Social Security provides key benefits to millions of retirees, many of whom wouldn't manage to pay their bills without it. But what you may not realize is that the average recipient today gets just $1,360 in monthly benefits -- hardly enough to cover even a modest lifestyle. If you're looking to get more money out of Social Security, here are a few things you can do to make that happen.
1. Wait until you turn 70 to file for benefits
Your Social Security payments are mainly determined by how much you earned during your top working years. Once you reach your full retirement age, you'll be eligible to collect your monthly payments in full.
If you were born between 1943 and 1954, your full retirement age is 66. If you were born in 1960 or later, your full retirement age is 67. And if you born after 1954 but before 1960, your full retirement age is somewhere in between.
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That said, you're not required to claim your benefits when you reach your full retirement age. If you hold off, you'll get an 8% boost for each year you delay up until age 70, at which point there's no further incentive to wait. This means that if your full retirement age is 66 but you file for benefits at 70, you'll get a 32% benefit increase that will remain in effect for as long as you collect those payments.
While waiting on Social Security can put thousands of dollars back in your pocket over time, keep in mind that this strategy only works if you expect to live a long life. The reason? Though you'll increase your monthly payments by delaying Social Security, you'll also get fewer payments. And if you pass away before surpassing your breakeven age, you'll end up losing out.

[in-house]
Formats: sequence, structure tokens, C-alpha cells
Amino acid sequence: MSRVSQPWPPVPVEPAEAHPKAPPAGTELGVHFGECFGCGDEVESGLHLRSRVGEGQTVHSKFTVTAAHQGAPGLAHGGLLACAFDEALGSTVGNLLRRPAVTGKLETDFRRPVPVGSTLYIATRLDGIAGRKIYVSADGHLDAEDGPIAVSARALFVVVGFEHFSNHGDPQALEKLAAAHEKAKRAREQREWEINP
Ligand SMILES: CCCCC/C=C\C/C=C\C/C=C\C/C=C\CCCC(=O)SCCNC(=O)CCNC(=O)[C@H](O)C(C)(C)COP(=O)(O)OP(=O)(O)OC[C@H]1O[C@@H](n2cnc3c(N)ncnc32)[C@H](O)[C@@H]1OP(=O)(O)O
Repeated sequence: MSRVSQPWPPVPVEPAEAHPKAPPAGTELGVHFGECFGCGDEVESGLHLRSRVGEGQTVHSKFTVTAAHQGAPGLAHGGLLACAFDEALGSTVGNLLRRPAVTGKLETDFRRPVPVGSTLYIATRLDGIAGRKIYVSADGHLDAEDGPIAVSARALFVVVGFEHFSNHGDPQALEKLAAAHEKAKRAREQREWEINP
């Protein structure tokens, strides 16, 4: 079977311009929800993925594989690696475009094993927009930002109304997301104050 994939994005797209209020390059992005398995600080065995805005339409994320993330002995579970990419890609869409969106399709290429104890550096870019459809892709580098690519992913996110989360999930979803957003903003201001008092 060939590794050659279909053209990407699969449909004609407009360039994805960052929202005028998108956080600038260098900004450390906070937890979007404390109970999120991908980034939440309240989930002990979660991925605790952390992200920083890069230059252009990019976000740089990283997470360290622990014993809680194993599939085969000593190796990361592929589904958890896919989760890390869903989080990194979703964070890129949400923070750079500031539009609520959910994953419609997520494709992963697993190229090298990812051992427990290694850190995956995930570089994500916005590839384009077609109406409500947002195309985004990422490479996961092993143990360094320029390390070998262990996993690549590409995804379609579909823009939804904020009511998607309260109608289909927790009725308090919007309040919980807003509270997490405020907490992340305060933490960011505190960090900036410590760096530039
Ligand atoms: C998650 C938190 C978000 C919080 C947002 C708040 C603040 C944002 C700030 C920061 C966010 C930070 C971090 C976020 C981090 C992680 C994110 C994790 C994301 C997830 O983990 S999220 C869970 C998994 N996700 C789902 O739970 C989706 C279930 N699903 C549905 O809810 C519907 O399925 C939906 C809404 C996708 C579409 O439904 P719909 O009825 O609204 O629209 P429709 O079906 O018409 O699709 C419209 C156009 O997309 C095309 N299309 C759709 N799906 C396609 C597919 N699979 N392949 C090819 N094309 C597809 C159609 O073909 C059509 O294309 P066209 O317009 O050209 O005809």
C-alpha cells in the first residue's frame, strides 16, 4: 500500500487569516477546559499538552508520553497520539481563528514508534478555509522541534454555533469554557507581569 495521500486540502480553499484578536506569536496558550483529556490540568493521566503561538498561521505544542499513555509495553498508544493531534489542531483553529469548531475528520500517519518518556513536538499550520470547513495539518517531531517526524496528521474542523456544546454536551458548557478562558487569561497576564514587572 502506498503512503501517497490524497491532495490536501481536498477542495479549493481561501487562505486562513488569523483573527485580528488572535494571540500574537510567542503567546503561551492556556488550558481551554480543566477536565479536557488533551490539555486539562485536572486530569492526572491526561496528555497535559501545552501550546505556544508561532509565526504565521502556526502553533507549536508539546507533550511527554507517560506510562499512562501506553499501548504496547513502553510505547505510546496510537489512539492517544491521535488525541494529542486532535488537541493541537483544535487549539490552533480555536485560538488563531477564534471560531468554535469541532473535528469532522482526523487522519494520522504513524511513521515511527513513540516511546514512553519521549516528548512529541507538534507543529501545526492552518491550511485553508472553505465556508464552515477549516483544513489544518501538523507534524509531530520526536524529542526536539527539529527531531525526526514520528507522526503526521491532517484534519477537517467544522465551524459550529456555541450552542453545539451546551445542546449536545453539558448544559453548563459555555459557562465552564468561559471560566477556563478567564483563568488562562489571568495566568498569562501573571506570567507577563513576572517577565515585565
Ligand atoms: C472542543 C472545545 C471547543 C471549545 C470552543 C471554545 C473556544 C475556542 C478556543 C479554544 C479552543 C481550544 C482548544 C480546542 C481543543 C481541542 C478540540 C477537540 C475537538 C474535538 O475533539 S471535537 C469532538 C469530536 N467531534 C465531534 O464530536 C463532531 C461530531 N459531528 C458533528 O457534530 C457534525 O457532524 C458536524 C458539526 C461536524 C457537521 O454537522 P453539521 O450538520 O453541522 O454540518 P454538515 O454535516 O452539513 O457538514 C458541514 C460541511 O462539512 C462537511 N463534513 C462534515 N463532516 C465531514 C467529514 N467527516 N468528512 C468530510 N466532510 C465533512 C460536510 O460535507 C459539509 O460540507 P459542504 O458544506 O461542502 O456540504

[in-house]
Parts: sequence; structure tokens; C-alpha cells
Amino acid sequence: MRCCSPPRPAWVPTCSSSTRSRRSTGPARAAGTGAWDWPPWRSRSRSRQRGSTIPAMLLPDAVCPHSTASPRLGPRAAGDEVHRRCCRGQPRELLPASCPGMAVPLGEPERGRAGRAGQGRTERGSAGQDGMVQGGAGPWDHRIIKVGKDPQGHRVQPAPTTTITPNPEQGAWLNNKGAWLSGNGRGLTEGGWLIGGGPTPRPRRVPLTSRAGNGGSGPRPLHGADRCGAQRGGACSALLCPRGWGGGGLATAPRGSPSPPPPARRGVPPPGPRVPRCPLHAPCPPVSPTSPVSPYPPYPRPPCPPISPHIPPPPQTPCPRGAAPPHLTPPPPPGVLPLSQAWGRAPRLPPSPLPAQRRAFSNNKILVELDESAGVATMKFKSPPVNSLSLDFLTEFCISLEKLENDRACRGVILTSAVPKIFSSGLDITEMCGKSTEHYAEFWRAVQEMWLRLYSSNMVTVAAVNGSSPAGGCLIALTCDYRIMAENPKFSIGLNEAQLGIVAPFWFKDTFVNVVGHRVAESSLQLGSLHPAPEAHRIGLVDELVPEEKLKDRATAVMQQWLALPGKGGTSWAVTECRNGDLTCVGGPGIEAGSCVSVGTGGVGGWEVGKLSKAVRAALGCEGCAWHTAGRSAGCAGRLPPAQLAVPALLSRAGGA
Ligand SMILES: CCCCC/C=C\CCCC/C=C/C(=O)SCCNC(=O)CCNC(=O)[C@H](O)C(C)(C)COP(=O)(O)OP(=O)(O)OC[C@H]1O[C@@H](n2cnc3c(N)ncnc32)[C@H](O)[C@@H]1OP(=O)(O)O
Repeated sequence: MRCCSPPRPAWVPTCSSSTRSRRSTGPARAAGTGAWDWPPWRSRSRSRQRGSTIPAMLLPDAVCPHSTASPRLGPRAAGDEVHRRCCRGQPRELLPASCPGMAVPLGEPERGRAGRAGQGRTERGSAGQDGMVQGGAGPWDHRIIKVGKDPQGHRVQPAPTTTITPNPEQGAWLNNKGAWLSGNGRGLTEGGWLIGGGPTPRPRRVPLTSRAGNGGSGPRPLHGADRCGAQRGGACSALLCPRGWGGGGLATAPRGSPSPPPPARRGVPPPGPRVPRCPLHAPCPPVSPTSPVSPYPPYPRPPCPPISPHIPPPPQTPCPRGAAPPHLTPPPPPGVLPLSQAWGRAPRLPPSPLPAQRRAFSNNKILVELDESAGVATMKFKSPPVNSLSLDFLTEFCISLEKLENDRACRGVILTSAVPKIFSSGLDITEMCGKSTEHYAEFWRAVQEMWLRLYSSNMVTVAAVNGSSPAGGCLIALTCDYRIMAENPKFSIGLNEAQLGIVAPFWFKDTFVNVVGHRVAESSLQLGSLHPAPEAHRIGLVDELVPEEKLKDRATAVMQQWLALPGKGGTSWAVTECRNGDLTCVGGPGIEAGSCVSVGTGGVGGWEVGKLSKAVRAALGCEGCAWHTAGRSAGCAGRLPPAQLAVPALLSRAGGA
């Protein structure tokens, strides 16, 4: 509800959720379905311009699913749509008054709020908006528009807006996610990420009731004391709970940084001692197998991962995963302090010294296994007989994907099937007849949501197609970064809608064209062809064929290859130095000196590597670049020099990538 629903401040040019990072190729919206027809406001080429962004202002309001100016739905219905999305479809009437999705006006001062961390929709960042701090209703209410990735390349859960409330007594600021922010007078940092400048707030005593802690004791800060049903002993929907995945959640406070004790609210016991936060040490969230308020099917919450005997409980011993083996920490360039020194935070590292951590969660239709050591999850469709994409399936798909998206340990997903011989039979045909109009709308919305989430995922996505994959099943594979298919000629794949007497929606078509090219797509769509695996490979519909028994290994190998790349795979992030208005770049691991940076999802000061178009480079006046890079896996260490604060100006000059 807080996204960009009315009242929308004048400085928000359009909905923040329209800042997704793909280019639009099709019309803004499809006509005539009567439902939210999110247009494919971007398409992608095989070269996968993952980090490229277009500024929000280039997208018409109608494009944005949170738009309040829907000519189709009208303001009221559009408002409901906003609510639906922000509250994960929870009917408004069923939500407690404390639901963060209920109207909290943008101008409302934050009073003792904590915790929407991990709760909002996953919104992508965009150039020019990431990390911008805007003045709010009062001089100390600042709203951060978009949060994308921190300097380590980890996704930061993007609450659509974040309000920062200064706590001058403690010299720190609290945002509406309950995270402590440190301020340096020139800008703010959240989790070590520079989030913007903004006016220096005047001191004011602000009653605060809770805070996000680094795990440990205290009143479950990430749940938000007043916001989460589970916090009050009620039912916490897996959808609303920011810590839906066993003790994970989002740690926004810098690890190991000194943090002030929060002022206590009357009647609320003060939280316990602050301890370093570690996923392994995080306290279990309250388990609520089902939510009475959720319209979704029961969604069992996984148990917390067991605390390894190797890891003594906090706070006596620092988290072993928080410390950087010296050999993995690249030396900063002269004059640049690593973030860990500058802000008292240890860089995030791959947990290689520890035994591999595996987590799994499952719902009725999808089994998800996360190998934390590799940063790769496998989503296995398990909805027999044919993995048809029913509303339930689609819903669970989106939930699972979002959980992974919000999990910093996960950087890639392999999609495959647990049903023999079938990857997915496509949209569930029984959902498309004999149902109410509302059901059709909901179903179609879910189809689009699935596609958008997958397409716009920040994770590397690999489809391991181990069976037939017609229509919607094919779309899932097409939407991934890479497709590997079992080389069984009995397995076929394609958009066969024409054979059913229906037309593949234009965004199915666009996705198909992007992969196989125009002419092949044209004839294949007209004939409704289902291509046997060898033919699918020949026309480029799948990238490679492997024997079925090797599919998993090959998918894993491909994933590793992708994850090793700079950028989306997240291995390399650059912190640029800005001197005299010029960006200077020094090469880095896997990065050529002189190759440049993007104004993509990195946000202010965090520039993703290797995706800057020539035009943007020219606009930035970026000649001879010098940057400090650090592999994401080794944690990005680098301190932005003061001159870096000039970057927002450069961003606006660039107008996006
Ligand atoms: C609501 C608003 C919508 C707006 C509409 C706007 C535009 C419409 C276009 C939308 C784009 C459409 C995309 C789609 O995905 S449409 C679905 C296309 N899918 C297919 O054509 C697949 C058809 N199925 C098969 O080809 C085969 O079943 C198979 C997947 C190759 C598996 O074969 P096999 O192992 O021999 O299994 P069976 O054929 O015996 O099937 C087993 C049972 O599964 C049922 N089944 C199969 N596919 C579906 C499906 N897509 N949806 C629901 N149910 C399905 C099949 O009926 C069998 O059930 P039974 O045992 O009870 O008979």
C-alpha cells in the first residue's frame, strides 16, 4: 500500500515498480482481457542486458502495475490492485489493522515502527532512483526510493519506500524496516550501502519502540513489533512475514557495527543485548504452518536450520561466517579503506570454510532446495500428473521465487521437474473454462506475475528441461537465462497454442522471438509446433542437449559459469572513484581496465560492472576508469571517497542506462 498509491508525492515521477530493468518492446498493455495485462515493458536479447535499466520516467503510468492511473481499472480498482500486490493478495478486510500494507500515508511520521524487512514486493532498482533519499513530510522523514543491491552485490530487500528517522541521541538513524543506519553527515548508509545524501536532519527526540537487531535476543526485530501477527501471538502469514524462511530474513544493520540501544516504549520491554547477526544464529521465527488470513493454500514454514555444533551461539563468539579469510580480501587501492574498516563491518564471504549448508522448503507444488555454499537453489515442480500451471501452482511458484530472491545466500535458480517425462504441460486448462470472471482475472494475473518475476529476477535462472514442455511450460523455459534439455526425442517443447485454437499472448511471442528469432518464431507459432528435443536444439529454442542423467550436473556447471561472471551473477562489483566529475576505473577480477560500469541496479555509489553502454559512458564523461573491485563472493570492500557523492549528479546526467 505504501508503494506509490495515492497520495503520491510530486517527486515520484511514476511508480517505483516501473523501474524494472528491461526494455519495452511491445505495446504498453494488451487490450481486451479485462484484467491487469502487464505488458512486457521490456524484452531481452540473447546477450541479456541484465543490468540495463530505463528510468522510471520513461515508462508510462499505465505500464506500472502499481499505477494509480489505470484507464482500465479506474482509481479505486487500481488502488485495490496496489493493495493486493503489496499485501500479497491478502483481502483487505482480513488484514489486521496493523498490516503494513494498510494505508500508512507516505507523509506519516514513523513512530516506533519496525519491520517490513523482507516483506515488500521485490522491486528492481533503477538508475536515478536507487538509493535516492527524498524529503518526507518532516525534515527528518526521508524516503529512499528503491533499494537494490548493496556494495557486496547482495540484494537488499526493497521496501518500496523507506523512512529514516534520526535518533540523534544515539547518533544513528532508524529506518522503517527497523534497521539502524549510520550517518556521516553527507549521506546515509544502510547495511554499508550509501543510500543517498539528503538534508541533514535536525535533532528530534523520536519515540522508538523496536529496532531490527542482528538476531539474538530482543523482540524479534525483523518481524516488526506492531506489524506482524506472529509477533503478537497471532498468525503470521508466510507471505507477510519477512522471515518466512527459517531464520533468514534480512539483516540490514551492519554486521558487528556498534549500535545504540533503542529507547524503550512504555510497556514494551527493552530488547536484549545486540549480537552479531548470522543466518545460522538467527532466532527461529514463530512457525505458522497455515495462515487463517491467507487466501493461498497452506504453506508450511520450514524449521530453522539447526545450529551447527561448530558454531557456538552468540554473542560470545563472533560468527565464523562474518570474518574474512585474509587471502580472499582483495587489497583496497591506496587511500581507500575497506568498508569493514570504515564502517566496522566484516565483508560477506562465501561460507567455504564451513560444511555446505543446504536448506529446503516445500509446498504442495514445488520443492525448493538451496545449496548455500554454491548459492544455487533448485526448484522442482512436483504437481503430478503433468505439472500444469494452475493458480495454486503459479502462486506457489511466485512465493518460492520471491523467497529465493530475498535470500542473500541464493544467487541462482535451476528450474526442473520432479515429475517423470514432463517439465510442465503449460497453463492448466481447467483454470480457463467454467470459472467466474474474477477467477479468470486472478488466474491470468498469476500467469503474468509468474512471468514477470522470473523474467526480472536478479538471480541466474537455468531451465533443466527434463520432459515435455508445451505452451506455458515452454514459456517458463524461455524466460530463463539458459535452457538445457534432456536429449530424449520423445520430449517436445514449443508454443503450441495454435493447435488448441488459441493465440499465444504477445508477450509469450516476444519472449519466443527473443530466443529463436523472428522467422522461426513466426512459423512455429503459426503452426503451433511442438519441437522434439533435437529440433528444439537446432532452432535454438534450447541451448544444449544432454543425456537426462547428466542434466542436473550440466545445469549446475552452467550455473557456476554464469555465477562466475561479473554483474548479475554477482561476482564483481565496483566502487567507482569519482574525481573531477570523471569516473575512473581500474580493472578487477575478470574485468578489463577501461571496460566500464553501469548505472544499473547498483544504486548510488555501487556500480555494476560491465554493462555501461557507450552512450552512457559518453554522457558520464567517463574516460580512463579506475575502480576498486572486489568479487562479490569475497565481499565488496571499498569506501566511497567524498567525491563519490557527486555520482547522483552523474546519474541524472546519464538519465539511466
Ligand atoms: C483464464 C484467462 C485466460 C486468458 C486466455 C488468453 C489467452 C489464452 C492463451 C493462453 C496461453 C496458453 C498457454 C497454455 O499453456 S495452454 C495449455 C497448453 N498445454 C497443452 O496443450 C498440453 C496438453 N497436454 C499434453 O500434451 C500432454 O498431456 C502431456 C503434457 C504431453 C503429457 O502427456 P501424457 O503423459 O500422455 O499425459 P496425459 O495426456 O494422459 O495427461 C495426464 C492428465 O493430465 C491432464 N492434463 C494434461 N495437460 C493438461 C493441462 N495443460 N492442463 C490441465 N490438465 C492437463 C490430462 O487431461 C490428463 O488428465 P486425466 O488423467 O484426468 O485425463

As an example, imagine your full retirement age is 66 and your full monthly benefit amount is $1,500. You could claim your benefits on time or hold off until 70 and raise them to $1,980. In this case, your breakeven age will be 82.5 -- because at that point, you'll have collected a lifetime total of $297,000 in either scenario. But if you only live until 80, you'll actually lose out on $14,400 in lifetime benefits by filing at 70. While delaying Social Security can work out in your favor, don't chance it if you're not in good health.
2. Work longer
Your Social Security benefits are based on the average income of your 35 highest-earning years. But some people don't even spend 35 years in the workforce. Many, for example, take time off to raise children or care for family members. The problem is that for every year you don't work, you get a big fat $0 factored into your weighted average. The benefit of working longer is that you'll get an opportunity to replace some of those $0 years with actual earnings, thus boosting your benefits on a whole.
Even if you didn't take time off at any point during your career, most people earn more money later in life than they do during their first few years on the job. If your salary is at an all-time high and you keep at it a few more years, you'll raise your lifetime average earnings -- and your benefits.
3. Work and collect benefits simultaneously
Working and collecting Social Security at the same time allows you to double up on income -- and thankfully, there's nothing to stop you from doing just that. Once you reach your full retirement age, you can earn as much money as you'd like without seeing a reduction in benefits.
That said, if you haven't reached your full retirement age, you may lose a portion of your benefits initially depending on how much you earn. This year, you'll lose $1 for every $2 in earnings above $16,920 -- unless you're reaching your full retirement age in 2017, in which case you can earn up to $44,880 without facing a reduction, and you'll only lose $1 for every $3 over the limit.
Although working and collecting Social Security prior to reaching full retirement age will reduce your benefits at first, you'll eventually get that money back (in theory): Once you hit full retirement age, your benefits will be recalculated to adjust for the amounts withheld.
The more you know about Social Security, the more money you're likely to get out of the program. Whether you're a few years or a few decades away from retirement, it pays to read up on how Social Security works so you can devise your own strategy for claiming benefits.
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